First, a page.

It is important to keep in mind that all parties concerned have the same goal — a fervent desire to see the development of safe, clean public housing which not only provides relief to the plaintiff class, but furthers integrated living and urban redevelopment — in short, a plan which makes Chicago a better place for all of us to live. No consent decree can please all those who are involved; this decree, however, provides for a workable program, one which can be enacted within the foreseeable future, and will be of benefit to the entire community.

Accordingly, the court approves the proposed decree as amended.


Plaintiffs filed their complaint in this action on August 9, 1966. Since that time, defendants Landrieu and the United States Department of Housing and Urban Development ("HUD"), have been substituted for their predecessors as defendants. Proceedings in this action have led to the entry of opinions and orders, including those reported at 265 F. Supp. 582 (1967), 448 F.2d 731 (1971) and 425 U.S. 284, 96 S.Ct. 1538, 47 L.Ed.2d 792 (1976). On June 29, 1979, plaintiffs filed a motion requesting further relief. Inasmuch as the plaintiffs and HUD have consented to the entry of this Decree, that request is withdrawn as of the "effective date," as defined herein.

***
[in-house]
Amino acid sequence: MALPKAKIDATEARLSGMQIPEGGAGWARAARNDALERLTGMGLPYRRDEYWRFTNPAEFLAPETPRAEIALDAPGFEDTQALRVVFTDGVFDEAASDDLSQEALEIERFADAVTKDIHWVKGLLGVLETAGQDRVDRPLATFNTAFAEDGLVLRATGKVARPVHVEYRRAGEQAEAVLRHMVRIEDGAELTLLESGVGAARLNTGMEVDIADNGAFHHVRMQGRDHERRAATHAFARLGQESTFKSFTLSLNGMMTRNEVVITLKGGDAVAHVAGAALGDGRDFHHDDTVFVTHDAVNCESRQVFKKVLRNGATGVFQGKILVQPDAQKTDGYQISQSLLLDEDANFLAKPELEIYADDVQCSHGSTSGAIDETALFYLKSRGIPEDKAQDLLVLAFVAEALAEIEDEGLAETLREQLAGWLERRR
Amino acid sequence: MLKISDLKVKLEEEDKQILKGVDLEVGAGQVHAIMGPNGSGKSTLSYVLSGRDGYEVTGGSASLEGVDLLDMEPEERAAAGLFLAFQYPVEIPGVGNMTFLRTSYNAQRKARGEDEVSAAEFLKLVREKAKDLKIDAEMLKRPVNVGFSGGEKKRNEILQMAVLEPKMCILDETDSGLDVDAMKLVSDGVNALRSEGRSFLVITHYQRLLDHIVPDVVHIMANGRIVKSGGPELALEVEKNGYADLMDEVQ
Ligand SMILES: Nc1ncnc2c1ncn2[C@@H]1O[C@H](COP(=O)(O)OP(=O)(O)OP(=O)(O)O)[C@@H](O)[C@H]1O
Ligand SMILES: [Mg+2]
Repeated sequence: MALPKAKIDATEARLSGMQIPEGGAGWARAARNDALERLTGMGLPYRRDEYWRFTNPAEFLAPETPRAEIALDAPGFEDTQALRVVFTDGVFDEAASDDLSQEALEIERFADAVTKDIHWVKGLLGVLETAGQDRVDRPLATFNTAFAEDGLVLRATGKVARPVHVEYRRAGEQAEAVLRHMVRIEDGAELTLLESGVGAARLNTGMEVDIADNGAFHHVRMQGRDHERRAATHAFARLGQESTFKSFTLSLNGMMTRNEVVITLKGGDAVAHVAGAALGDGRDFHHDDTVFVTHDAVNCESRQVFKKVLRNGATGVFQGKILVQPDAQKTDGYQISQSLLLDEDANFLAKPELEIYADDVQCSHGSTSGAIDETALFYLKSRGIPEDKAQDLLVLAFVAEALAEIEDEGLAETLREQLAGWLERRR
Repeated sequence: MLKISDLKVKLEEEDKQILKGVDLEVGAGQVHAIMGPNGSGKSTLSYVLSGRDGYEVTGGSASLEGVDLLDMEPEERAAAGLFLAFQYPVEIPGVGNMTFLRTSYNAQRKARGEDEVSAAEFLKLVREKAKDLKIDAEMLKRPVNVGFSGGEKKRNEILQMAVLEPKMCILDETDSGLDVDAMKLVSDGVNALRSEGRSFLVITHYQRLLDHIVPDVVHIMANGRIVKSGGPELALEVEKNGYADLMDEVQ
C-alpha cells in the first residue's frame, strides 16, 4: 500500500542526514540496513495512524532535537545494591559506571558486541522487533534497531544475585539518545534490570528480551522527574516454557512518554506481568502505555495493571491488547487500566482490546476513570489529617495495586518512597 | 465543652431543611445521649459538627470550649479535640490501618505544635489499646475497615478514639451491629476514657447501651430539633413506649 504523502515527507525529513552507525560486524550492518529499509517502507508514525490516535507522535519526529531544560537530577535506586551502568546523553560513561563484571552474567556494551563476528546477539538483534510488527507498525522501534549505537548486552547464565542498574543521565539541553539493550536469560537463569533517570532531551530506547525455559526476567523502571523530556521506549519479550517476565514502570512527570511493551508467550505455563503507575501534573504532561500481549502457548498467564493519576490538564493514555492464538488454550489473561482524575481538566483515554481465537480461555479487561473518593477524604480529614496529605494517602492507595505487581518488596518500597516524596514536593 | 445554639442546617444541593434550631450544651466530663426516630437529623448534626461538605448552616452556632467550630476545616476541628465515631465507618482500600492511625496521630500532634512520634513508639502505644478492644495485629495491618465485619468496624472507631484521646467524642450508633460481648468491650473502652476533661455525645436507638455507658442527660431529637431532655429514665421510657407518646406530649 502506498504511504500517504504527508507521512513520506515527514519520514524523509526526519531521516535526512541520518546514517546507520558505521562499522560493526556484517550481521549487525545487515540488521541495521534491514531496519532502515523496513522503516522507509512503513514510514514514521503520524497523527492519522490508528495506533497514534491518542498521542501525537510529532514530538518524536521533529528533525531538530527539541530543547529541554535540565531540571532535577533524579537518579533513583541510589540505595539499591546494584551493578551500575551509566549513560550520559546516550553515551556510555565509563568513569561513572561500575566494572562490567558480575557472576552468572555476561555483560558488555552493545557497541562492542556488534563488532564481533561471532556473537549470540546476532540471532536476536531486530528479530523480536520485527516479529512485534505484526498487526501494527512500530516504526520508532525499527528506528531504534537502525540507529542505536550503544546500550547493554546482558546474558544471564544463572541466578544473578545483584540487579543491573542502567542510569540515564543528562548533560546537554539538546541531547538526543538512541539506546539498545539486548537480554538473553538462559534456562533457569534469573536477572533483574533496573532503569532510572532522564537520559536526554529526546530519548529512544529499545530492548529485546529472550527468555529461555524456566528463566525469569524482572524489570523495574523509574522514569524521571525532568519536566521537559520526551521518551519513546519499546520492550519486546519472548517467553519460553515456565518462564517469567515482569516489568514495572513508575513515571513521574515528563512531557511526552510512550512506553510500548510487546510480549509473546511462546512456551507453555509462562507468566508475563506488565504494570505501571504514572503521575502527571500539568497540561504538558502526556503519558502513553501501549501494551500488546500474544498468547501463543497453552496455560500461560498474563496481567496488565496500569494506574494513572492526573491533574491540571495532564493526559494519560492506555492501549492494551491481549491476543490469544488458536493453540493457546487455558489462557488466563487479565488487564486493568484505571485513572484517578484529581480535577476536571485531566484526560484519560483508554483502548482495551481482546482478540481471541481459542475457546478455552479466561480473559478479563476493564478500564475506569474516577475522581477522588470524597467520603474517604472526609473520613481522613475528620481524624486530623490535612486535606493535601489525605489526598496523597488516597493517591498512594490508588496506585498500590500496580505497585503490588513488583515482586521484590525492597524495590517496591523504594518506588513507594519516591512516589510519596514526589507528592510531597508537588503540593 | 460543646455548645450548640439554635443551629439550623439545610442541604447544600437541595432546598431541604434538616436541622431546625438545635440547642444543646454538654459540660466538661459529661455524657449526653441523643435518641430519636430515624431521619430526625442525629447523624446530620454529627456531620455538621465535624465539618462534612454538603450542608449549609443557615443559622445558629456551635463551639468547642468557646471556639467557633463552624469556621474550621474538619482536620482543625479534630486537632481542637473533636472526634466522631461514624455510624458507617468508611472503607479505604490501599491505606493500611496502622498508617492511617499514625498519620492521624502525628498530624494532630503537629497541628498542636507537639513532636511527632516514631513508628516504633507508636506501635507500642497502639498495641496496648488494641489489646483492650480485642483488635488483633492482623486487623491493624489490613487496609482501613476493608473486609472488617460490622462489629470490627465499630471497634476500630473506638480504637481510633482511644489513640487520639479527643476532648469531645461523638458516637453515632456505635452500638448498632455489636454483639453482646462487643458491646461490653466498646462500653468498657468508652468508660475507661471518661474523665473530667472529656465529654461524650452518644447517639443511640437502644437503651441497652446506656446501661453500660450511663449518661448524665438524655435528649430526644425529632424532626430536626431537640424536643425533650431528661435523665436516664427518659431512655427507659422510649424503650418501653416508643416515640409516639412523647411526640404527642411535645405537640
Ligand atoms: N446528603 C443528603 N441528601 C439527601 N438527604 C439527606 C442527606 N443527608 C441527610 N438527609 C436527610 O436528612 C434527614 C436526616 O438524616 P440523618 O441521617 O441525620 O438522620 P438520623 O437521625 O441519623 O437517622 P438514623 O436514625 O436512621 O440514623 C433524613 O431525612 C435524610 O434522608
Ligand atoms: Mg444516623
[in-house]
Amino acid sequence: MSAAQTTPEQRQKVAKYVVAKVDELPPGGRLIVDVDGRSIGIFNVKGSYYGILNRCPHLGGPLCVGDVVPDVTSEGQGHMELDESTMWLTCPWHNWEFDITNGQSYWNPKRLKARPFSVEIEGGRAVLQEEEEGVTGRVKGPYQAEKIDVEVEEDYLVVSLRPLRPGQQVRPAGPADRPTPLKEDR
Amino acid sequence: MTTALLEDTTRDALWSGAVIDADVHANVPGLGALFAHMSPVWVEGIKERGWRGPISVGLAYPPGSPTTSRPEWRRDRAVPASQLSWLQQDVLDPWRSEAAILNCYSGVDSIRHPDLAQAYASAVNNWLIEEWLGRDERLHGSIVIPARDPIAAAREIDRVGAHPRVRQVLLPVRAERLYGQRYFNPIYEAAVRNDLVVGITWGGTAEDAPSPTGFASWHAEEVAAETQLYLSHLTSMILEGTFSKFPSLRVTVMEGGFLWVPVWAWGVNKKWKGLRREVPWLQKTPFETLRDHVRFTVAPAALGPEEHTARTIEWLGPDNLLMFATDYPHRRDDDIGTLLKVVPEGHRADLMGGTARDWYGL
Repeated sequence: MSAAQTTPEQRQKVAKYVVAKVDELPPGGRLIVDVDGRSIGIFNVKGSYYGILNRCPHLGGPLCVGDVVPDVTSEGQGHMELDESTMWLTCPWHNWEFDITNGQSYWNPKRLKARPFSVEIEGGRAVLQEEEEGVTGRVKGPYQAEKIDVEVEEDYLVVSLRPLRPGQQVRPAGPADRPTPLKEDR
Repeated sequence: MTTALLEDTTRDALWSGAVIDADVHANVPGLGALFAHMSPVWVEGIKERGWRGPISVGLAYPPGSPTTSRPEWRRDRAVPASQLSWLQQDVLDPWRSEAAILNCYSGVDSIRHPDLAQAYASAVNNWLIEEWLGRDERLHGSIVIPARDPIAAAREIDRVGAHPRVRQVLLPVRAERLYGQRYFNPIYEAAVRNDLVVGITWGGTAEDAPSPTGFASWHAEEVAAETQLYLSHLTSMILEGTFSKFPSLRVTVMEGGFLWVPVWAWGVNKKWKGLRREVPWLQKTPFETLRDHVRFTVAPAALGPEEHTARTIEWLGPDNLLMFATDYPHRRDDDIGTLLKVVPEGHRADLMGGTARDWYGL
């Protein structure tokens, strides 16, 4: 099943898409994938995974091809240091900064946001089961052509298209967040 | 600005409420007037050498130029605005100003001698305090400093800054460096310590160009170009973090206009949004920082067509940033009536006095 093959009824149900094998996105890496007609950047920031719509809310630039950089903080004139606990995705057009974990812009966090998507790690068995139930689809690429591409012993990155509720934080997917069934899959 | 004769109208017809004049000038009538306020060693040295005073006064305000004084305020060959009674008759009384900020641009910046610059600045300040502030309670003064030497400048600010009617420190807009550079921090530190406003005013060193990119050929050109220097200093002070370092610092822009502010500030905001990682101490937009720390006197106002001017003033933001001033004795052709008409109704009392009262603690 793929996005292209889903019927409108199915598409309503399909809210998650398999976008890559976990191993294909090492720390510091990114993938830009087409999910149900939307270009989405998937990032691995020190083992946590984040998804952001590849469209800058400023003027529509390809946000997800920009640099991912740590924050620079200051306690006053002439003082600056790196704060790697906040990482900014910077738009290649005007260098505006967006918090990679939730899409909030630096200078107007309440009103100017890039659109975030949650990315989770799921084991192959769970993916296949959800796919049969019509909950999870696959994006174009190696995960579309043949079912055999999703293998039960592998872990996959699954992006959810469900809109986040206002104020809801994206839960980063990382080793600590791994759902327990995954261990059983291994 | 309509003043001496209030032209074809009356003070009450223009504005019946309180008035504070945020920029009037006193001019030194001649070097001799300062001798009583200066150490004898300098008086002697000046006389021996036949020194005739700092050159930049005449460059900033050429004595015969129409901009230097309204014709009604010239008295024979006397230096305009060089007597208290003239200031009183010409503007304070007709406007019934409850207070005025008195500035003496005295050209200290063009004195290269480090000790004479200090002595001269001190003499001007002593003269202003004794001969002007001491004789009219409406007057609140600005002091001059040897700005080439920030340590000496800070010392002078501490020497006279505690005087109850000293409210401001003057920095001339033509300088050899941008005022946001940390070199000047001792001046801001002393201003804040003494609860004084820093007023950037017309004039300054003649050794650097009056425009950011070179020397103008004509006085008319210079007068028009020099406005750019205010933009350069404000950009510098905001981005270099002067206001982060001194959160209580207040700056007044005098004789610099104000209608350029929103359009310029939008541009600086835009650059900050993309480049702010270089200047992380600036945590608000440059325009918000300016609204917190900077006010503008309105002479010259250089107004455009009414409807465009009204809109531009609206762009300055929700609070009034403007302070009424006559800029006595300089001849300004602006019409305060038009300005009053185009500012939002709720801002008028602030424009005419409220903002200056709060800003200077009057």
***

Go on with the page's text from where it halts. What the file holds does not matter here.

Now, therefore, upon the consent of the plaintiffs and HUD, it is hereby ordered as follows:

1. Jurisdiction

This Court has jurisdiction over HUD, Landrieu and the plaintiffs and over the subject ...